The long-term sequelae of both PE&E are not well evaluated in LMICs. This lack of evidence is particularly problematic in India, where the rate of HDP-related maternal mortality is high,1 and PE&E are thought to underlie around 5–10% of pregnancy complications and about 8–9% of maternal deaths in India.25 Some clinical studies suggest that the proportion of deliveries impacted by PE&E in Indian women ranges from as low as 0.9% to as high as 7.7% of all deliveries.25 However, these clinical studies are likely to suffer from selection bias on the basis of severity of the condition, especially among populations with limited access to prenatal care, and therefore may underestimate the prevalence of the condition.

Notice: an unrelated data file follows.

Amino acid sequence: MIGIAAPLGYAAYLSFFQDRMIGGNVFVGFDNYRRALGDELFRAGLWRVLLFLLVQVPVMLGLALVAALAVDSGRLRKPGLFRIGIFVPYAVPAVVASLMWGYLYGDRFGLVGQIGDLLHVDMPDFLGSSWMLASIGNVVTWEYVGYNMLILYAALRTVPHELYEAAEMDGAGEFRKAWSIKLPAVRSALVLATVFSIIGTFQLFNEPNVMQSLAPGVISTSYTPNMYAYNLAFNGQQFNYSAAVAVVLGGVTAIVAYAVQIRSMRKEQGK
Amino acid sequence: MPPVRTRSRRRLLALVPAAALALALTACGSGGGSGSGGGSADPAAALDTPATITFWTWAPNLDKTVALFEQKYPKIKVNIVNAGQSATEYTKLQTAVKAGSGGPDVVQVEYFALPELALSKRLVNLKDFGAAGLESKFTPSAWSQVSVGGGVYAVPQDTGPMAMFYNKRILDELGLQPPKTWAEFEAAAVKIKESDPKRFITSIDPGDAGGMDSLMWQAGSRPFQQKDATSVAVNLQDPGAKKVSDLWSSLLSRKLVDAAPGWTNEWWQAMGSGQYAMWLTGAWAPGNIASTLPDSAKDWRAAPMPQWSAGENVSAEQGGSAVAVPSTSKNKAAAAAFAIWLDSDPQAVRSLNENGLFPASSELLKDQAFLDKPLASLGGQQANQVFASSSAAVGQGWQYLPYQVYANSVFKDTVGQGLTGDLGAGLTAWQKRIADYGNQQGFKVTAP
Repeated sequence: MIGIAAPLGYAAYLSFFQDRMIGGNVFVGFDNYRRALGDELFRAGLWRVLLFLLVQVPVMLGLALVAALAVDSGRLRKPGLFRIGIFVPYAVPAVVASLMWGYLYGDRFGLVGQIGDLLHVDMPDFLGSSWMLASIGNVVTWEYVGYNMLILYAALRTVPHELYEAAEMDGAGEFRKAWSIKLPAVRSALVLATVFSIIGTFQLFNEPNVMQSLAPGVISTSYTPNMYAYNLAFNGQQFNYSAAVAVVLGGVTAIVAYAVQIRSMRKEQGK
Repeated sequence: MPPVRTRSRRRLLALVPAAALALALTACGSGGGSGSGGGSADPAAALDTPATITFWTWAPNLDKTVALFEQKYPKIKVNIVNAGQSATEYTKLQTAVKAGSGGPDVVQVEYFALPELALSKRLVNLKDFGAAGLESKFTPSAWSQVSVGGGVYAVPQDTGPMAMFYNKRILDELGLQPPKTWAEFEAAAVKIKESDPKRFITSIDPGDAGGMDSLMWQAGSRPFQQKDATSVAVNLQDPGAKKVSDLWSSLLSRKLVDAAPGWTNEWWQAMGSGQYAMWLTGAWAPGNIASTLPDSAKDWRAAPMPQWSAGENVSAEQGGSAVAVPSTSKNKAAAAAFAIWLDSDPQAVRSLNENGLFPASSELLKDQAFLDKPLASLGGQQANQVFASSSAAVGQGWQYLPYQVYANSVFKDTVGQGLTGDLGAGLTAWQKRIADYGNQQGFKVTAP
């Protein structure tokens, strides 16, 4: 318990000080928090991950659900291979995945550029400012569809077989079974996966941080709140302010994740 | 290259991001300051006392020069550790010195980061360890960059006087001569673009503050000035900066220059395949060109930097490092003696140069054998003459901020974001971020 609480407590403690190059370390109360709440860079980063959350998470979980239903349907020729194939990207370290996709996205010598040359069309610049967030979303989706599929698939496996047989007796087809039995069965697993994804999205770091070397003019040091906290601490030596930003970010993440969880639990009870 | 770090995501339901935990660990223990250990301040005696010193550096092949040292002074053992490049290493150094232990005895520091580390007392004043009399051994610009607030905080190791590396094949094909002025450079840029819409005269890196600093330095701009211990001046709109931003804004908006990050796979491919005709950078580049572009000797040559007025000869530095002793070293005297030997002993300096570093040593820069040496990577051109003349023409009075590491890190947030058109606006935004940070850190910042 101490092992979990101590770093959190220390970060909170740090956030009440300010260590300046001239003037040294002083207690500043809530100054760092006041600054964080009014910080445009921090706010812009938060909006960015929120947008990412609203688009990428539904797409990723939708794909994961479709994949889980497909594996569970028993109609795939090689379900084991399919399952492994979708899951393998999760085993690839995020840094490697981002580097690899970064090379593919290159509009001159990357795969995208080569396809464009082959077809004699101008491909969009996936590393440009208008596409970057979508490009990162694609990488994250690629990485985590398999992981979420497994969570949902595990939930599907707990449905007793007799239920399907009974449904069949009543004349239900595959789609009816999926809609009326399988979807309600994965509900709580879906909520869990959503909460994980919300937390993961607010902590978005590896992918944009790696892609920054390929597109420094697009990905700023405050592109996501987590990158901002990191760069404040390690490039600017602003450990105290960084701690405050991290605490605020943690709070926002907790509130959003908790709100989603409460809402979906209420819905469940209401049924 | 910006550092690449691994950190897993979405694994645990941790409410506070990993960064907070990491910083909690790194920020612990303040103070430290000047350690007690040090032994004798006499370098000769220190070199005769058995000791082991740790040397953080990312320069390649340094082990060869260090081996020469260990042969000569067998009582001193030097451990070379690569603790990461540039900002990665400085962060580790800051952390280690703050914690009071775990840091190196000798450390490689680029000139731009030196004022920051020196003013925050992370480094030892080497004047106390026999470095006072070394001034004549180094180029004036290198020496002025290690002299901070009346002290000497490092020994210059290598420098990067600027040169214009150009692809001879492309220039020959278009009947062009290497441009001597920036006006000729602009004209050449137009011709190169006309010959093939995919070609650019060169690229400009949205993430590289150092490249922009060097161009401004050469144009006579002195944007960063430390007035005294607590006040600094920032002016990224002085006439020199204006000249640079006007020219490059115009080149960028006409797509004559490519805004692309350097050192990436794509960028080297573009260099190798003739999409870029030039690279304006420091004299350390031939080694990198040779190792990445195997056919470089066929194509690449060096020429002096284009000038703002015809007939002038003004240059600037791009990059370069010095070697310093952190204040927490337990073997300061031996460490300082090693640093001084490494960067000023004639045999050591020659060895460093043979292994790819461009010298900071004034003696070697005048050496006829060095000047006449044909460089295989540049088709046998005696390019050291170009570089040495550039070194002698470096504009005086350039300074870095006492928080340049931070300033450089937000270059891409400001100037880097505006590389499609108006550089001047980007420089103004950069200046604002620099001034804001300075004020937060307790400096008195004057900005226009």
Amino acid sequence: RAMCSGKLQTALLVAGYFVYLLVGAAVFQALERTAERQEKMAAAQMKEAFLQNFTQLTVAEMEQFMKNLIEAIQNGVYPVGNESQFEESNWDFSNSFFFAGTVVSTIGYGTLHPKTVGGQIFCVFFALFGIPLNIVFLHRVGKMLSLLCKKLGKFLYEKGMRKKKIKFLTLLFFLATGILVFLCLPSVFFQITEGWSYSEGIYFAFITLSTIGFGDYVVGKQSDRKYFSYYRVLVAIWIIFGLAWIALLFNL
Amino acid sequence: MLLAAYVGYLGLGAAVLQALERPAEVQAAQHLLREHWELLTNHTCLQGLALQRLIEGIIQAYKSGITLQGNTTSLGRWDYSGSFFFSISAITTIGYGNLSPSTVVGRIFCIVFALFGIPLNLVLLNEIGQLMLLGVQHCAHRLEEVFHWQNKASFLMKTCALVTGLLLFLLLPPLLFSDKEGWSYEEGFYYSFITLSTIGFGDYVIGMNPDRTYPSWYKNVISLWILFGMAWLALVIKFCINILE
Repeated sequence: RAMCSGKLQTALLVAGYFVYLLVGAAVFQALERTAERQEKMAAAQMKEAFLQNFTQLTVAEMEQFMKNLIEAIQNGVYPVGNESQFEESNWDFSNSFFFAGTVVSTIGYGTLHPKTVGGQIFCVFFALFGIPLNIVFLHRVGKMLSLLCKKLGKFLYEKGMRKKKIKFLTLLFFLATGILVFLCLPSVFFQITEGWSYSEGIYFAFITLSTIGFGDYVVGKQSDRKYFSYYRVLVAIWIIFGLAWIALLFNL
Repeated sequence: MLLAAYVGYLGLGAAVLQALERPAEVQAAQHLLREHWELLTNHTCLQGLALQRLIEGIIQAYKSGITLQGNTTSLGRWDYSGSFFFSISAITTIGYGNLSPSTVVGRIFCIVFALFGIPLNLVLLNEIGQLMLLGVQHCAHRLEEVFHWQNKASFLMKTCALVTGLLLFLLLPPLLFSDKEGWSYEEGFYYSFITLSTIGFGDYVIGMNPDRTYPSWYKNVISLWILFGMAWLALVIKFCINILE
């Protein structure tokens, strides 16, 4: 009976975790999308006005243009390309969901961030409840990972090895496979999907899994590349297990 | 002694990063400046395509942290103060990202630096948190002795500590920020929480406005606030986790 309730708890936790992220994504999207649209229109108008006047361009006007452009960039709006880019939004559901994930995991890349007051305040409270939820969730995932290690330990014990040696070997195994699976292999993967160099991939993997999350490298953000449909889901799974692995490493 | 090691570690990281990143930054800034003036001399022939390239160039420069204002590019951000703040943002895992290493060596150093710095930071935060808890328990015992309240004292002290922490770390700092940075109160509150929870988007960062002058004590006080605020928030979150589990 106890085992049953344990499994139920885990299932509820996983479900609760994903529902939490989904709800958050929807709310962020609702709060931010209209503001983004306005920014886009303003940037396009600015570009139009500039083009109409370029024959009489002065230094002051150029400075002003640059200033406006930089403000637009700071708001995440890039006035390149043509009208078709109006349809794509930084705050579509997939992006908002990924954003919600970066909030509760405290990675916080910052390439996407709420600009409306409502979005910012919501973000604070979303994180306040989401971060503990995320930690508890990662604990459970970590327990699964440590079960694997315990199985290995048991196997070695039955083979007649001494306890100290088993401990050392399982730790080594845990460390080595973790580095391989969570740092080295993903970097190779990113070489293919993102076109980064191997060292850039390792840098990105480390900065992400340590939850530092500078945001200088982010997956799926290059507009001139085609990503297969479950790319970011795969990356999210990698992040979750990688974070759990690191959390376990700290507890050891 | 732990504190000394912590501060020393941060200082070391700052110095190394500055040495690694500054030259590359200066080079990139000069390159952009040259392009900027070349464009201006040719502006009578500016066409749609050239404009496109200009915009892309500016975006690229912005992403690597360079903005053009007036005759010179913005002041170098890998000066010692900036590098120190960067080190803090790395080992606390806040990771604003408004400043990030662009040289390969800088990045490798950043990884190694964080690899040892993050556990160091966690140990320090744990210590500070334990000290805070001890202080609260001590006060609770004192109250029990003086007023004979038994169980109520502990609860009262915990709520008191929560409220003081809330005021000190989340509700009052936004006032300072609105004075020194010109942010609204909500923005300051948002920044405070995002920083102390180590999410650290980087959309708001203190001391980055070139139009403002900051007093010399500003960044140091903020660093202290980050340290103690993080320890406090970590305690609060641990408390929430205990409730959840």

Common pathogenic pathways may underlie the association between women with a history of pre-eclampsia and an increased risk of diabetes as each of these conditions is associated with manifestations of metabolic syndrome (including endothelial dysfunction, obesity, hypertension, hyperglycaemia, insulin resistance, renal disease and dyslipidaemia). Metabolic syndrome is known for its association with insulin resistance during pregnancy,26–28 which may be independent of obesity and glucose intolerance.26 ,27 ,29 These conditions may subsequently predispose women to develop hypertension, atherosclerosis and type 2 diabetes mellitus in later life, which eventually lead to cardiovascular disease.10 ,11 ,30 Other possible explanations for this association include the following: (1) since both cardiovascular disease and pre-eclampsia share common risk factors, pregnancy serves as a ‘stress test’, with the development of HDP identifying a woman at high risk of developing cardiovascular disease later in life;31 (2) pregnancy, and especially PE&E, may induce permanent arterial changes; the proatherogenic stress of pregnancy, often excessive in women with pre-eclampsia, could activate arterial wall inflammation that fails to resolve after delivery, increasing the risk of future cardiovascular disease.11 Women with early onset/severe pre-eclampsia, recurrent pre-eclampsia or pre-eclampsia with onset as a multipara appear to face the highest risk of cardiovascular disease later in life, including during the premenopausal period.6